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Trotsky 1921-1929 - The Prophet Unarmed

In 1921, Lenin decided that it was necessary to back up a bit and make some temporary compromises with capitalism. The result was the NEP - New Economic Policy. This policy allowed private ownership of land and even a certain amount of renting of land and hiring of labor by enterprising farmers called kulaks. Factories employing less than 20 workers were permitted to operate under private capitalists known as Nep-men. These moves seemed to provide the incentive to get agricultural and industrial production slowly going again.

Meanwhile, Leon Trotsky, Lenin's second-in-command, raised the Red army and led it to victory over the aristocratic "White" armies and their foreign allies. One of the principal characters in staging the October Revolution, Trotsky organized the Red Army and its military and counterintelligence components. In the period of civil war Trotsky worked in unison with Dzerzhinski'ssecret service at the capital, while the armed forces under his command cooperated closely with the provincial Chekas. His entire adult life was spent in the conspiratorial underground. He recruited and placed in the Red Army political commissars as adjuncts or staffers of the military intelligence units. In addition, he commandeered Cheka representatives for joint operations with the political commissars and the Red Army intelligence staffs.

Lenins health deteriorated and the question of his succession became urgent. Trotsky saw himself as Lenins heir apparent but some of his powerful party colleagues jointly conspired against him. In December 1922 a partially recovered Lenin warned in his then secret Testament of the danger of a split between Trotsky and Stalin, describing Trotsky as a man of exceptional abilities but with a disproportionate amount of self-confidence. In the midst of the power struggle Trotsky fell ill and become increasingly isolated.

When Lenin died in March 1923, Trotsky, recovering on the Black Sea coast, was deceived about the date of the funeral and failed to return to Moscow in time, allowing himself to be easily outmaneuvered by Stalin.

A bitter struggle for control of the Bolshevist party and of Russia ensued between Lenin's two chief lieutenants, Leon Trotsky and Joseph Stalin. Trotsky was an intellectual Jew of middle class origin. He was a learned, widely traveled scholar with a philosophical bent and a world view. Trotsky was an uncompromising theorist of Marxism. He was opposed to the NEP and to any other compromise with capitalism or the capitalist countries. Above all, he was an apostle of world revolution. As creator of the Red army and Commissar for Foreign Affairs, he was generally assumed to be the successor to Lenin.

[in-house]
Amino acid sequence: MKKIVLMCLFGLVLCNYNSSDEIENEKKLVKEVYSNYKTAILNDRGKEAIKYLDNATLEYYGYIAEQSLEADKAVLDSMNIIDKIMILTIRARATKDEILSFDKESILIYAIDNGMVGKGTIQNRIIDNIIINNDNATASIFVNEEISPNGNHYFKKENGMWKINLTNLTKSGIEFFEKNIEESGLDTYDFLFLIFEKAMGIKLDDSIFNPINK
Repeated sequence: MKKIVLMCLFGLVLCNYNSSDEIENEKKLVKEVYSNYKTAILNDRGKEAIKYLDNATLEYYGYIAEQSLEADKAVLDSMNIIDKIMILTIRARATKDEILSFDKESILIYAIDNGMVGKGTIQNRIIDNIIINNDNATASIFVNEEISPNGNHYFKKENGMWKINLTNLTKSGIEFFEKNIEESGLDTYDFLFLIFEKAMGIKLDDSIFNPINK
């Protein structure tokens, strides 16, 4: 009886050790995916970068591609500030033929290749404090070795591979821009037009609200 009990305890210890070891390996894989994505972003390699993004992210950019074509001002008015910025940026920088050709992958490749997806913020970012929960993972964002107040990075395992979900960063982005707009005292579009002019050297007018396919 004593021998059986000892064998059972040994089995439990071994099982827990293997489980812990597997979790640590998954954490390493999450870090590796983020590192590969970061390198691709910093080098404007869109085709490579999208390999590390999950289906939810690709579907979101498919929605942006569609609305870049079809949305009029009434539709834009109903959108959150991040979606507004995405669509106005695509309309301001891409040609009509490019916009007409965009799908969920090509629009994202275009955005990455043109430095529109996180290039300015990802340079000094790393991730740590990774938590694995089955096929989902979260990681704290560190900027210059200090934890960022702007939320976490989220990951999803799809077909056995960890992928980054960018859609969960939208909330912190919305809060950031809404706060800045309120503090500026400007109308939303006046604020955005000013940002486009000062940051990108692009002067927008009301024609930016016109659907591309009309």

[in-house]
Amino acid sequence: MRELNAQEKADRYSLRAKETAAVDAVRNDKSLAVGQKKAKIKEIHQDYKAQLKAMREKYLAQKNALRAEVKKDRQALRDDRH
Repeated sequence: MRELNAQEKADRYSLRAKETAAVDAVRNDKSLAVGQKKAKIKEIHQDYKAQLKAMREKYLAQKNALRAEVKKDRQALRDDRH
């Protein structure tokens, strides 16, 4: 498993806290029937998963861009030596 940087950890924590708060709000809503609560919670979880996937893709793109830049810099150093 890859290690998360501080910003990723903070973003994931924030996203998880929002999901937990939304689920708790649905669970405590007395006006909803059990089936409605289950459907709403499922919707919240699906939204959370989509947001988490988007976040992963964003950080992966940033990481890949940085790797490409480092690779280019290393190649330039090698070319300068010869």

Trotsky and the world had greatly underestimated Joseph Stalin. Stalin remained one of Lenin's most devoted and valuable right-hand men. Unlike Trotsky, he never questioned the master's decision, even the N.E.P. compromise. Working cleverly but unobtrusively behind the scenes as General Secretary of the all-powerful Communist party, Stalin was able to place his men in the key positions in the party and thereby, after Lenin's death, outmaneuver politically the more brilliant and famous Trotsky.

In the years that followed, Trotsky was removed from the war commissariat, expelled from the Politburo and finally thrown out of the Party. The campaign against Trotsky began in early October 1923 when a scapegoat was needed for the fiasco of the communist uprising in Germany. That abortive attempt was attributed to the rightists in the Party, and Trotsky was at the time being denounced as the author of rightist deviation. By May 1925 Trotsky was out as the War Commissar. He became deputy to Dzerzhinski, an inferior post in the Council for State Economy. The decisive contest with Stalin began in the summer of 1926 when a Joint Opposition was formed and started sending emissaries to the provinces. Trotsky counterattacked, calling Stalin the "gravedigger of the revolution."

The incident which served as overt justification for depriving Trotsky of all offices, including his Party membership, and for his arrest and exile to Siberia in 1928, was an act of GPU provocation. Trotsky was marked as working with the White Guards to overthrowthe Soviet government. The net result was Trotsky's expulsion from the Politburo, and exile to Siberia followed within months.

By 1928, Stalin's victory over Trotsky and all other serious opposition was complete. Trotsky was banished from Russia. By 1929 all Trotsky's friends and associates in the Soviet Union were under suspicion; many of them were in prison and exile.




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